On March 10-14, the Credit Union National Association (CUNA) hosted its annual Governmental Affairs Conference in Washington, DC. Sorry you missed it? We’re happy to provide a review of the highlights.
Jim Nussle, the president and CEO of CUNA, opened the conference by walking through the hall with his wife Karen asking conference attendees “What do you want Americans to know about credit unions?”
While talking about the “heart of a credit union” is surely a touching sentiment, most of the responses to this question left us confused. If large, nonprofit credit unions weren’t motivated by profits and growth and were truly passionate about reaching underserved communities tied with a common bond, the press would not be regularly reporting stories about million dollar executives, predatory lending, misuse of funds for growth and mission creep issues on the reg. If they were “trusted financial services,” maybe the press wouldn’t be reporting on the CEO of a major credit union’s $9.8 million embezzlement charge, or PenFed’s complete lack of anti-money laundering programs.
Some of the responses also suggested that credit unions are open and accessible to everyone, no matter a person’s financial status. And while credit union leadership plays this off as an effort to ensure “diversity and inclusion,” what this really means is “include as many wealthy members as possible” by stretching field of membership restrictions to further increase profits. Although all of these conference sound bites are heartwarming talking points, they are not exemplified in much of the industry’s day-to-day behavior — and as we all know, actions speak louder than words.
Nussle recapped the credit union industry’s successes in 2018, citing that in the last year alone the industry “added 5 million new memberships across the country” making credit union growth “five times faster than the population growth of the country.” He even pointed out that “this isn’t a natural growth” (thank you Captain Obvious). Per the Federal Credit Union Act, credit unions were established to help support people of modest means united by a common bond. And as much as the industry likes to tout its growth stats while also claiming to be mom-and-pop shops, there simply can’t be a real common bond between 5 million people – demonstrating once again that large credit unions have intentionally superseded their original purpose in order to grow their bottom lines.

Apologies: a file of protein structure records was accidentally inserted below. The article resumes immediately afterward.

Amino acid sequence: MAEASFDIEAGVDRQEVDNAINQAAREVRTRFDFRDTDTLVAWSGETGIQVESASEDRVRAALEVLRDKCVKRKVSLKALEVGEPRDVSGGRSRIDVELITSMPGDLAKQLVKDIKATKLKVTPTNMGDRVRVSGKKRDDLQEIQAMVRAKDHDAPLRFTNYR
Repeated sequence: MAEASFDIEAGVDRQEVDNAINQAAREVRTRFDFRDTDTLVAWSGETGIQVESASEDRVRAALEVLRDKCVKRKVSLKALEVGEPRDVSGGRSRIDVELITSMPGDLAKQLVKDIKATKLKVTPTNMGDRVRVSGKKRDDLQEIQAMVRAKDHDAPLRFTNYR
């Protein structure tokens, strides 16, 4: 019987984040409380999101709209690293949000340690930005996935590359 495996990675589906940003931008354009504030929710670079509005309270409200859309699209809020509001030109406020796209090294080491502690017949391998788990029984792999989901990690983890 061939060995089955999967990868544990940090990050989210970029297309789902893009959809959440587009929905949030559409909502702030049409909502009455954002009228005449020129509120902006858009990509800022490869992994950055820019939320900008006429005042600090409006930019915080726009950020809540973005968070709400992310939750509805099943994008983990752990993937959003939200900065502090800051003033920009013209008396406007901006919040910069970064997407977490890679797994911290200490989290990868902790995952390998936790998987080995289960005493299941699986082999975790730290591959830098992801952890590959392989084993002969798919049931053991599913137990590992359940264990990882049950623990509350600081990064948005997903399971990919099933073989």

Nussle took great pride in describing the industry’s “offense” and “advocacy for regulatory relief.” Nussle even commended the crowd for the $7 million raised for the Credit Union Legislative Action PAC in order to support friends of the credit union industry in the 2018 elections (but fails to explain that these extra PAC dollars are taxpayer subsidized thanks to the industry’s federal income tax exemption). Isn’t this money that could be used to really benefit members?
In one of our favorite moments, Nussle yelled “Just stop!” at CFPB when he raised the issue of further regulations on the industry – regulations that might better protect consumers from the consequences of risky business decisions by large credit unions (see: the effects of taxi medallion loans). Safe to say large credit unions not only put profits before members, but also before the taxpayers who are subsidizing them in general.
In yet another move to whitewash the serious issues the industry is facing, Nussle introduced the $32 million “Open Your Eyes” coordinated media campaign that aims to “elevate the credit union brand.” Yes, for the low, low price of $32 million (which again, could be used to help support local communities instead), this campaign, in addition to sponsoring professional sports teams, stadiums, concert venues and conventions centers, is the type of marketing strategy employed by Fortune 500 companies, not nonprofits.
In an effort to keep his troops together and add a new word to the dictionary, Nussle then railed against the harmful effects of “coopetition” (or competition between credit unions) on the industry. Maybe if industry regulators hadn’t created an environment where 75 percent of the tax benefit is going to just 5 percent of the industry (AKA the largest credit unions) in the first place, smaller credit unions wouldn’t feel the need to compete to stay afloat so that they aren’t swallowed by their larger brethren in mergers and acquisitions.
Finally, to round out the conference, CUNA gave itself a standing ovation with a press release praising its own lobbying efforts to ensure credit unions remain exempt from Sen. Warren’s (D-MA) Community Reinvestment Act (CRA) requirements. In other words, the association celebrated credit unions not having to serve people of modest means. Great job, guys.